Dictogloss: An ESL Listening and Speaking Activity

Dictogloss ESL Listening and Speaking Activity

Dictogloss Listening and Speaking Activity

Skills: Speaking/listening

Age: 8+

Materials Required: A short story

Dictogloss is a simple activity for more advanced level students that helps them practice their listening and memory skills, as well as substituting vocabulary words if the original word is no longer accessible to them. Find a short, interesting story or make up one yourself. I’ve used various things from children’s stories to a story about something I did on the weekend. Nearly anything can work.

Tell the story 1-3 times, depending on the student level and of course you can also vary your speaking speed to make this activity easier or harder. Once you are done telling the story, students will have to go in groups of 2-3 to retell the story. Emphasize that they won’t be able to recreate the exact story that you told, but that they should try their best to keep the meaning the same. Each team can join up with another team to compare. Then, tell the original story again so students can see their results. This activity works well as a writing activity too.

We love ESL activities and games that focus on more than one skill at a time. It pushes your students to integrate their knowledge and improve their English ability.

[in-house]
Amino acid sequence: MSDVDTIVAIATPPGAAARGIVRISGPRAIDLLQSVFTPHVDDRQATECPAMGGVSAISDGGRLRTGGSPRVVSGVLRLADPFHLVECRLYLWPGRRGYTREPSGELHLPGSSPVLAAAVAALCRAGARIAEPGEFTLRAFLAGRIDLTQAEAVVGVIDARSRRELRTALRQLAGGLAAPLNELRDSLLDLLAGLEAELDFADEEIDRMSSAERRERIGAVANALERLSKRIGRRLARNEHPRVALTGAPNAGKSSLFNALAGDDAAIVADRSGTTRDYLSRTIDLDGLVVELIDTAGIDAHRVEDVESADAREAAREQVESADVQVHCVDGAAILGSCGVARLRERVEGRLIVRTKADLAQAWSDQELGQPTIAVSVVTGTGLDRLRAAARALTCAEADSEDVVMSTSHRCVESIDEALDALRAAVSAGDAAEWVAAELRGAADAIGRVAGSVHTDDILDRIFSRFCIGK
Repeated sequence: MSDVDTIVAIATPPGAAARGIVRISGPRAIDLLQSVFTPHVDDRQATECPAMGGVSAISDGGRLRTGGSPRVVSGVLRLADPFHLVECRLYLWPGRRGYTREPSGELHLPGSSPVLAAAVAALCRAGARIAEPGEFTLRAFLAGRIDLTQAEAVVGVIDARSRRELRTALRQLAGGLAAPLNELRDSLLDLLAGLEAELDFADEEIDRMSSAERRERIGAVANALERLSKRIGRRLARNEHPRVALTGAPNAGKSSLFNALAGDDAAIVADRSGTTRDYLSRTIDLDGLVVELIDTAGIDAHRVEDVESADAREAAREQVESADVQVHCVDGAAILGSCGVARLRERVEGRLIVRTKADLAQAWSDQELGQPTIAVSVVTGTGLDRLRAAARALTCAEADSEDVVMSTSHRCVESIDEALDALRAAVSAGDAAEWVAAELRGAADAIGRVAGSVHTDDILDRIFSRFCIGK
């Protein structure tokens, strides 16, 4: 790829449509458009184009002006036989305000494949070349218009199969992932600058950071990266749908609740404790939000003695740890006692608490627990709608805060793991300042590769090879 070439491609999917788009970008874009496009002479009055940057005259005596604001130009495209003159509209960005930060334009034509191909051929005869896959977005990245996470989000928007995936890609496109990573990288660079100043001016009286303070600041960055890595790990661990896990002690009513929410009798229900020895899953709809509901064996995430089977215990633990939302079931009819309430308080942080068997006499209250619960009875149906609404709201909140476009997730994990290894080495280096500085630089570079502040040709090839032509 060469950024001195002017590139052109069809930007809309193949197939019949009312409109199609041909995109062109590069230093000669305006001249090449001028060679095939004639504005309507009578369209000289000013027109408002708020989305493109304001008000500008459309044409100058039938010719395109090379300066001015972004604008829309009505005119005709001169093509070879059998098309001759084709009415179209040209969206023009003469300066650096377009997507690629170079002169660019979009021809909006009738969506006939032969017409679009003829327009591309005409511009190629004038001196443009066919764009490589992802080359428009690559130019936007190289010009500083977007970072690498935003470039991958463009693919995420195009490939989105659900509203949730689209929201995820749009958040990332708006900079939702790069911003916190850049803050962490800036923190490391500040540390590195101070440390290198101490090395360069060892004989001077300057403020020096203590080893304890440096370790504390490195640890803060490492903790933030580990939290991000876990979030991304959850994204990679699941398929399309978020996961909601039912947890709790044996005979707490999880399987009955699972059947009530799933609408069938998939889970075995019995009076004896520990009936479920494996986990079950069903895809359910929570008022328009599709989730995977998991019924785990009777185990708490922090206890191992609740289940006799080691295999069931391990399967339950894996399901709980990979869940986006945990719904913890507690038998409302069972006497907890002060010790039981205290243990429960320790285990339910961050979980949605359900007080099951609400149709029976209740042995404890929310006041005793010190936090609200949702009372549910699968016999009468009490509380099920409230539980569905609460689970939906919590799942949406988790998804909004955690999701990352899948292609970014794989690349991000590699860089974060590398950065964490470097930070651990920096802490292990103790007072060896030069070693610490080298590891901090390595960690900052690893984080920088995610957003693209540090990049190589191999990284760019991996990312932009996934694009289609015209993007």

Teaching Tips for Dictogloss

It’s very helpful for students to compare answers with a partner before they have to say anything in front of the class, so be sure to put them in partners or groups of three for this activity. It’s helpful for the weaker students to have a stronger student getting them up to speed. It also gives students confidence that they’re on the right track and they’re less nervous to share their answers with the class.

Like this ESL Activity?

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Procedure for this ESL Listening and Speaking Activity

1. Prepare a short story which you’ll read to your students.

2. Put students in groups of two or three and read the story to them.

3. Students try to remember the details of the story and compare with their group. I usually only allow them to do this by speaking.

4. Read the story again and have students attempt to recreate the story more closely, again by speaking.

5. Read the story again (depending on level and difficulty of story) and the students again attempt to recreate it, even more closely.

6. Elicit a couple of teams to tell their story to the class (in a small class). Or, put two teams together and they can tell their stories to each other (in a larger class).

7. Read the story one final time for students to compare with their own.

 

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